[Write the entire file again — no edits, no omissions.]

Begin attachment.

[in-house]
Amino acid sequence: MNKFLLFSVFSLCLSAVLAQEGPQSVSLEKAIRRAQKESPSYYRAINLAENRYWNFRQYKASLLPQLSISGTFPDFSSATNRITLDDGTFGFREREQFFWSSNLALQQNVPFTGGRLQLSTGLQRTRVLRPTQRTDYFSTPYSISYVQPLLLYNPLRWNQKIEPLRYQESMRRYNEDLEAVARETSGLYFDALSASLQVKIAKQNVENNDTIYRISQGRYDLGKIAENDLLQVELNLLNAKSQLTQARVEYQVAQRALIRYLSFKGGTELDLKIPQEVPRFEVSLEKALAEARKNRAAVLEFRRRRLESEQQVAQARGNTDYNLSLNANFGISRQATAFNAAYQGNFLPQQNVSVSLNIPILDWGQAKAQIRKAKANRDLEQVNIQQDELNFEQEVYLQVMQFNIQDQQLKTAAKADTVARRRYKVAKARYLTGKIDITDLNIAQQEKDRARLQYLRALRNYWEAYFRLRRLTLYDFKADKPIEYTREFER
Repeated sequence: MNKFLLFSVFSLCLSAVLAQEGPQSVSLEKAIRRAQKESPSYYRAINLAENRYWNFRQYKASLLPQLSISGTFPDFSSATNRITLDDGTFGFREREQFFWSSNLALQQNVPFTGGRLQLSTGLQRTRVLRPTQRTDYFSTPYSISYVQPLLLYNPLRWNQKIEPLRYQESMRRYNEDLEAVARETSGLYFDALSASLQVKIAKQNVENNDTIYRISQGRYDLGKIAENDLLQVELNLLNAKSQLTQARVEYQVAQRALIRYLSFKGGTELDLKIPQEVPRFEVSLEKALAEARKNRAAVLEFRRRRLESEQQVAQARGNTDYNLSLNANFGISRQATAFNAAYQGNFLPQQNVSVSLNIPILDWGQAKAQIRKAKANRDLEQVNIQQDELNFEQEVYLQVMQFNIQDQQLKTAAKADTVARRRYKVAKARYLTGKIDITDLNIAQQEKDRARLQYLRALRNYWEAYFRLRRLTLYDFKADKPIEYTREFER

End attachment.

[in-house]
Amino acid sequence: MNKFLLFSVFSLCLSAVLAQEGPQSVSLEKAIRRAQKESPSYYRAINLAENRYWNFRQYKASLLPQLSISGTFPDFSSATNRITLDDGTFGFREREQFFWSSNLALQQNVPFTGGRLQLSTGLQRTRVLRPTQRTDYFSTPYSISYVQPLLLYNPLRWNQKIEPLRYQESMRRYNEDLEAVARETSGLYFDALSASLQVKIAKQNVENNDTIYRISQGRYDLGKIAENDLLQVELNLLNAKSQLTQARVEYQVAQRALIRYLSFKGGTELDLKIPQEVPRFEVSLEKALAEARKNRAAVLEFRRRRLESEQQVAQARGNTDYNLSLNANFGISRQATAFNAAYQGNFLPQQNVSVSLNIPILDWGQAKAQIRKAKANRDLEQVNIQQDELNFEQEVYLQVMQFNIQDQQLKTAAKADTVARRRYKVAKARYLTGKIDITDLNIAQQEKDRARLQYLRALRNYWEAYFRLRRLTLYDFKADKPIEYTREFER
Repeated sequence: MNKFLLFSVFSLCLSAVLAQEGPQSVSLEKAIRRAQKESPSYYRAINLAENRYWNFRQYKASLLPQLSISGTFPDFSSATNRITLDDGTFGFREREQFFWSSNLALQQNVPFTGGRLQLSTGLQRTRVLRPTQRTDYFSTPYSISYVQPLLLYNPLRWNQKIEPLRYQESMRRYNEDLEAVARETSGLYFDALSASLQVKIAKQNVENNDTIYRISQGRYDLGKIAENDLLQVELNLLNAKSQLTQARVEYQVAQRALIRYLSFKGGTELDLKIPQEVPRFEVSLEKALAEARKNRAAVLEFRRRRLESEQQVAQARGNTDYNLSLNANFGISRQATAFNAAYQGNFLPQQNVSVSLNIPILDWGQAKAQIRKAKANRDLEQVNIQQDELNFEQEVYLQVMQFNIQDQQLKTAAKADTVARRRYKVAKARYLTGKIDITDLNIAQQEKDRARLQYLRALRNYWEAYFRLRRLTLYDFKADKPIEYTREFER